Trust accounts are financial accounts which are managed by someone on behalf of someone else. The person who manages the trust is known as the trustee, and in some cases, the trustee may also be the grantor, the person who set up the trust in the first place. There are a number of ways in which trust accounts can be used, and people who are interested in setting one up should consult a lawyer and a financial adviser to get more information for the specifics of their situation.
Broadly, trust accounts fall into two categories: revokable trusts and irrevocable trusts. A revokable trust is a trust over which the grantor retains control. The grantor can decide to change the terms of the trust or to dissolve it altogether. On the other hand, with an irrevocable trust, the grantor surrenders the right to control the trust.
One reason to set up a trust is to protect funds, if a grantor feels that the beneficiary of the trust cannot handle funds independently. Parents may, for example, set up trusts for their children which pay out money at set intervals or for set expenses, with the bulk of the money remaining untouchable until the children reach a certain age. Such trusts are also used to ensure that children will have access to financial security in the event of the death of one or both parents.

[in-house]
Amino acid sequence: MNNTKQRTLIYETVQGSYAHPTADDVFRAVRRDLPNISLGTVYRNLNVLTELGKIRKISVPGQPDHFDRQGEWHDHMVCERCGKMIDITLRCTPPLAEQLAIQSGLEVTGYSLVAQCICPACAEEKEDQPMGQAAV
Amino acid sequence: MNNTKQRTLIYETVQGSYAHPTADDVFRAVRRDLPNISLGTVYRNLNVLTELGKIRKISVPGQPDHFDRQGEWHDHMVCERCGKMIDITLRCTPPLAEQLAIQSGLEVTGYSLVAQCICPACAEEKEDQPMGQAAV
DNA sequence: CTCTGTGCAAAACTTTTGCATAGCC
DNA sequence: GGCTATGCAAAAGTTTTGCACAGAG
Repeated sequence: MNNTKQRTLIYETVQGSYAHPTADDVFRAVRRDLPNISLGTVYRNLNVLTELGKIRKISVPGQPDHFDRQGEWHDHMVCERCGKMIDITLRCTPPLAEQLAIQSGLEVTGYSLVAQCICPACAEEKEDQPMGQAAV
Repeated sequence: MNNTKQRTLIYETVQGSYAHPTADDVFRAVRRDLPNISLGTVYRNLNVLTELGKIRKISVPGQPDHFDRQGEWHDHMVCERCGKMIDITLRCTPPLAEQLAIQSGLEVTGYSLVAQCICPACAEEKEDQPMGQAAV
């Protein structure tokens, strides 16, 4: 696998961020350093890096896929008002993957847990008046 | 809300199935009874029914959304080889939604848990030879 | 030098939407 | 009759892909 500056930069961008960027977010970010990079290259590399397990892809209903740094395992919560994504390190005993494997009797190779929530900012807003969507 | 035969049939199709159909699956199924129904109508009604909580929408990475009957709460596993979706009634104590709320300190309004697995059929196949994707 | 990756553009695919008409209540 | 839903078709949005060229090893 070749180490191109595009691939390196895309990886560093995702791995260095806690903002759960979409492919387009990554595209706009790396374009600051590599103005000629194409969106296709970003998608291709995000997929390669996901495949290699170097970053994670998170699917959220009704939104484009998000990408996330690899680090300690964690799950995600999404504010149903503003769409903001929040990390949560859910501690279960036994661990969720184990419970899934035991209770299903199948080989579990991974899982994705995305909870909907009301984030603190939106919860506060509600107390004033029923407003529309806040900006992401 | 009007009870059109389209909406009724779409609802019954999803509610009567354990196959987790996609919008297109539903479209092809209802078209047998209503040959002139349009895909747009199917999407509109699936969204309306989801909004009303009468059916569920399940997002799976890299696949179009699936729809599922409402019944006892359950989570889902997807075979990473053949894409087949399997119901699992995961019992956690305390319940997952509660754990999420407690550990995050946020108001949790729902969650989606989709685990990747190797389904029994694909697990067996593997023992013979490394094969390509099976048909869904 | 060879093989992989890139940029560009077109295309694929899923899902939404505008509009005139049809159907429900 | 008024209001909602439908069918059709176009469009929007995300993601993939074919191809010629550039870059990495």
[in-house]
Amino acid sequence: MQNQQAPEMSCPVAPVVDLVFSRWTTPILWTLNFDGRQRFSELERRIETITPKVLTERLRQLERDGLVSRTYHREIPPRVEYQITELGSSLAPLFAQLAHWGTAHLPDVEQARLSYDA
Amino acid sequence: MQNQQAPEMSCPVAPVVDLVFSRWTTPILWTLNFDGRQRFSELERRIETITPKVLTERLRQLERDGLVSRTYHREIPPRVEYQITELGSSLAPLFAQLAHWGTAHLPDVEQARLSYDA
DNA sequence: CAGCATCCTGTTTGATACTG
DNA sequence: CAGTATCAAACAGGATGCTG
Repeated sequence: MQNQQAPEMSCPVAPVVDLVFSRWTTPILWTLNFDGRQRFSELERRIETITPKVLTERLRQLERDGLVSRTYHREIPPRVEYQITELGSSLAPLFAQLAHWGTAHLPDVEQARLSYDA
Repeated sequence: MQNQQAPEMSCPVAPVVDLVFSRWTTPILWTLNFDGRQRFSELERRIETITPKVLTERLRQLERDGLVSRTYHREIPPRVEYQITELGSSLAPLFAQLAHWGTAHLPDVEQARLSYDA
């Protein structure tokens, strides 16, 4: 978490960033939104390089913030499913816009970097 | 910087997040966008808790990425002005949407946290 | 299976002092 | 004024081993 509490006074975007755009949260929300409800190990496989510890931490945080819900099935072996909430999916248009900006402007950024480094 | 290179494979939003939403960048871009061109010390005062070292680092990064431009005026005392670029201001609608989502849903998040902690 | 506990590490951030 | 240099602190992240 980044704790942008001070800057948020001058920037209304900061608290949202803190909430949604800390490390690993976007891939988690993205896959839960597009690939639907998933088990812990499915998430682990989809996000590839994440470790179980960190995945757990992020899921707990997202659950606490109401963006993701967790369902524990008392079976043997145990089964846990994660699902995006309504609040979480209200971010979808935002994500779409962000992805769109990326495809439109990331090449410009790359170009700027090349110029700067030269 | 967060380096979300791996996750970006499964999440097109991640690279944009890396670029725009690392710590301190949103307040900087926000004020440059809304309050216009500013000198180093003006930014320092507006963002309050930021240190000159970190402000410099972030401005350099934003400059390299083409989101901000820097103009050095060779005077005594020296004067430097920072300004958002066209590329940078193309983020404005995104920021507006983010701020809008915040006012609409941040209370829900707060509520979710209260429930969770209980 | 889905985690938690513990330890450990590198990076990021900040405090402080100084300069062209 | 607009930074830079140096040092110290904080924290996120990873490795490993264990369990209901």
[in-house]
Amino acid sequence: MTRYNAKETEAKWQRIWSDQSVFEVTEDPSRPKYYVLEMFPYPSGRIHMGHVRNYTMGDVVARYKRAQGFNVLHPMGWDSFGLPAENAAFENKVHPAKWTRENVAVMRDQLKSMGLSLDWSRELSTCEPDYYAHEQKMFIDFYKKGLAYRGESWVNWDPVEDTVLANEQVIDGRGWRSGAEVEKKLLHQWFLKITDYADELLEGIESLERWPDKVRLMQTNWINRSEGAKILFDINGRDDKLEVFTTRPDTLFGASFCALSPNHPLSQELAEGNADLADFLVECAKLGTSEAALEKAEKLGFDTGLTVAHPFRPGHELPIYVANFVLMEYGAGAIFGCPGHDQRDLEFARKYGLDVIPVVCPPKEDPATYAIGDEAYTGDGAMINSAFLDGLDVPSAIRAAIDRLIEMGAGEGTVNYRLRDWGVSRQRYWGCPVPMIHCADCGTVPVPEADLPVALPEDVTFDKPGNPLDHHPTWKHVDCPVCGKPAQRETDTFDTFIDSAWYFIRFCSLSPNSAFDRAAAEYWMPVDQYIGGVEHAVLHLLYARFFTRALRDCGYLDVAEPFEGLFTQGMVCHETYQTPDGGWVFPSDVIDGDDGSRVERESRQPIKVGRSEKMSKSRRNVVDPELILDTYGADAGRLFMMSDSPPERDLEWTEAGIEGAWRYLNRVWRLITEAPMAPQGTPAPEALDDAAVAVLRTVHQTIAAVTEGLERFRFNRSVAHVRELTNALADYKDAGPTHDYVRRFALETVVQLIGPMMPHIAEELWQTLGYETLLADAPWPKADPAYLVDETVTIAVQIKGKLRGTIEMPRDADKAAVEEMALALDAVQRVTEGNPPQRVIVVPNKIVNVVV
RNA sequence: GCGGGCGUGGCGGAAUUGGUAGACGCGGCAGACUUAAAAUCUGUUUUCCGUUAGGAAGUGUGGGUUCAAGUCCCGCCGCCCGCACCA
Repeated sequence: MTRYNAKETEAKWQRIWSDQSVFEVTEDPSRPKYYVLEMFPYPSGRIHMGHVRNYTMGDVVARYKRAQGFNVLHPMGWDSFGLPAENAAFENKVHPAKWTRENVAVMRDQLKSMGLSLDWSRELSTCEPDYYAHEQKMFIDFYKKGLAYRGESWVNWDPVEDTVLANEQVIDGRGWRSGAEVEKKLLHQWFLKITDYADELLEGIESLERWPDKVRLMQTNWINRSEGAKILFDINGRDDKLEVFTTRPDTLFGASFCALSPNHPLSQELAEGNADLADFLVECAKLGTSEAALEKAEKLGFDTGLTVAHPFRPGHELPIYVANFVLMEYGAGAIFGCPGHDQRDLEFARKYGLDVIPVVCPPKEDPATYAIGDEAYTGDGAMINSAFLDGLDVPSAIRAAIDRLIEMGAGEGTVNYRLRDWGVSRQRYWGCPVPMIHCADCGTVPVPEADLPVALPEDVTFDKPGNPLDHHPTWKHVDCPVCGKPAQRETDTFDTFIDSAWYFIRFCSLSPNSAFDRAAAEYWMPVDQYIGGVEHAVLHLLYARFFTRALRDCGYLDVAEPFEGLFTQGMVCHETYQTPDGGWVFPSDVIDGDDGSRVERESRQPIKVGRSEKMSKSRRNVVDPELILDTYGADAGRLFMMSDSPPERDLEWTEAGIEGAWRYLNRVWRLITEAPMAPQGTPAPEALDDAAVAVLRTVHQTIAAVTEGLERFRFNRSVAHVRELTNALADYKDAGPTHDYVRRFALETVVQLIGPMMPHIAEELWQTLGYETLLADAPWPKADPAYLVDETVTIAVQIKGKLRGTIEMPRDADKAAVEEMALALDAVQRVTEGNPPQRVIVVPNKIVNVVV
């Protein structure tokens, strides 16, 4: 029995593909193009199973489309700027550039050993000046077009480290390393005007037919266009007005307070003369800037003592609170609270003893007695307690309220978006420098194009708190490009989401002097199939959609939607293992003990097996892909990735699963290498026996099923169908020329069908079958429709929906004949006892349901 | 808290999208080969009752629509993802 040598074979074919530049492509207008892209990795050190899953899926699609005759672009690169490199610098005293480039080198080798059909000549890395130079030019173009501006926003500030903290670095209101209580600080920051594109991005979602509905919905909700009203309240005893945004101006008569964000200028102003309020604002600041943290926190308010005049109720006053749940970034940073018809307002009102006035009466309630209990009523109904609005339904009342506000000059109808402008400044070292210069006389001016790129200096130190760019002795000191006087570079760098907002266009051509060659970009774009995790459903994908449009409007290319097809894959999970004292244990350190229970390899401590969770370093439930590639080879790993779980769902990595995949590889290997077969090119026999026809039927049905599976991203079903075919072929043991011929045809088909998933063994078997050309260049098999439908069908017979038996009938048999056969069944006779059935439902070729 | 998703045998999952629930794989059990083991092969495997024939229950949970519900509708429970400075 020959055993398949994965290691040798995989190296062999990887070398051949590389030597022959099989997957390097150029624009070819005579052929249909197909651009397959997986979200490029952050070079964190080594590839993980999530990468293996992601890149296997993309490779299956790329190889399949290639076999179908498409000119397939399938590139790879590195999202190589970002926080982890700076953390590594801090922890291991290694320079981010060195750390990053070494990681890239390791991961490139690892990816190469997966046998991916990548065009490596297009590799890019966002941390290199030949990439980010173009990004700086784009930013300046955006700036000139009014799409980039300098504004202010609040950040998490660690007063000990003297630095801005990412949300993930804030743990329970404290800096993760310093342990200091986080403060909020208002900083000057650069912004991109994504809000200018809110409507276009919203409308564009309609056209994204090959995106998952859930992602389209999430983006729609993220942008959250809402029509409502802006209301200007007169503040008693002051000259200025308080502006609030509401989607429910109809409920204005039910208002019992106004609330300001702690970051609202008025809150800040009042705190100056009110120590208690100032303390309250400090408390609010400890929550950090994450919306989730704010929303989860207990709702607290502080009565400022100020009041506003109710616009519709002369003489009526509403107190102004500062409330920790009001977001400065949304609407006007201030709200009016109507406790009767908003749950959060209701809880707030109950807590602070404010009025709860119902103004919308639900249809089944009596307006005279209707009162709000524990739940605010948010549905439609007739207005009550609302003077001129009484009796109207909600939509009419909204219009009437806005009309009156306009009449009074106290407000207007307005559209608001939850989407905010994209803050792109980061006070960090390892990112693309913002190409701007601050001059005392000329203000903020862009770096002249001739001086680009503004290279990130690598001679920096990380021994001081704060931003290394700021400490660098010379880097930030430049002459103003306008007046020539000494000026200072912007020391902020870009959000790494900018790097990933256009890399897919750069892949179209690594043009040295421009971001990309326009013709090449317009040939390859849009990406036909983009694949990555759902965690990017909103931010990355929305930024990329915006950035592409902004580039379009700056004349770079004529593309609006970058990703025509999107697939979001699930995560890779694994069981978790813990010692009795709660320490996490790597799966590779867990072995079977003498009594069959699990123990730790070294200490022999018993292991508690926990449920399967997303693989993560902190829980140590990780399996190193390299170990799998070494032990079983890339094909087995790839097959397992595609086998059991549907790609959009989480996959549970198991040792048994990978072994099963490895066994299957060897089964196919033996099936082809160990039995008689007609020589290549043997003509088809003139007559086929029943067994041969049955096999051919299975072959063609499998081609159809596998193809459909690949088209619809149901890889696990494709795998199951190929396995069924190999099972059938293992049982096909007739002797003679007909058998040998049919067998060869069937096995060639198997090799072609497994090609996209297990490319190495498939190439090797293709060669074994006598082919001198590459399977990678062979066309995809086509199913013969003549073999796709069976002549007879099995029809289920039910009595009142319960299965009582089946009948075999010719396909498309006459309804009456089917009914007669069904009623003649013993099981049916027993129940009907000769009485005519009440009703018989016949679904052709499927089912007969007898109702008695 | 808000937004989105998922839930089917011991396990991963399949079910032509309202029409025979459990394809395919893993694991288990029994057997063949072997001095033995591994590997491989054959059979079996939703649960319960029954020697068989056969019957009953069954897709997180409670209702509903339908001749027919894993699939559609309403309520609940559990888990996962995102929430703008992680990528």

A trust may also be established to provide people with access to funds quickly in the event of a death. In a simple example of a revokable trust known as a living trust, family trust, payable on death trust, or Totten trust, the grantor retains control and may continue to pay funds into the trust, and when the grantor dies, the funds in the trust are immediately released to the beneficiary. This bypasses probate, and can provide people with funds when they need them most, during the planning for the funeral and handling of the estate.
With some types of trusts, there may be tax advantages. In the case of irrevocable trusts, for example, because the trustee is giving up the rights to the funds, she or he may be offered a tax break. The specifics of taxation as is pertains to trust accounts can get very complicated, and people would be well advised to consult tax professionals before making any decisions. It is also important to confirm that a tax professional has experience with handling trusts to make sure that trust accounts are properly represented on tax filings.